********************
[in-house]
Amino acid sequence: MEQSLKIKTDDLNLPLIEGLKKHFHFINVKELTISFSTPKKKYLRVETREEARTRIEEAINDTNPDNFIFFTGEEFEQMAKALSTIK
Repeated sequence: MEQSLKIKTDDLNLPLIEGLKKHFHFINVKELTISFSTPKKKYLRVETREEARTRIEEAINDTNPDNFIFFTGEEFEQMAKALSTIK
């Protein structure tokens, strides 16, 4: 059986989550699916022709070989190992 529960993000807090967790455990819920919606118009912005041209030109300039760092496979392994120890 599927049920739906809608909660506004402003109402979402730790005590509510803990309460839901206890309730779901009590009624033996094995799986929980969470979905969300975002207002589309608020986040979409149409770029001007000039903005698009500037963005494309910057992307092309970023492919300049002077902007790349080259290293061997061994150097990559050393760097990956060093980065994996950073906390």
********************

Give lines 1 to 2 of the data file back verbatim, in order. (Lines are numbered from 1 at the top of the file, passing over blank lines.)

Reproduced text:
[in-house]
Amino acid sequence: MEQSLKIKTDDLNLPLIEGLKKHFHFINVKELTISFSTPKKKYLRVETREEARTRIEEAINDTNPDNFIFFTGEEFEQMAKALSTIK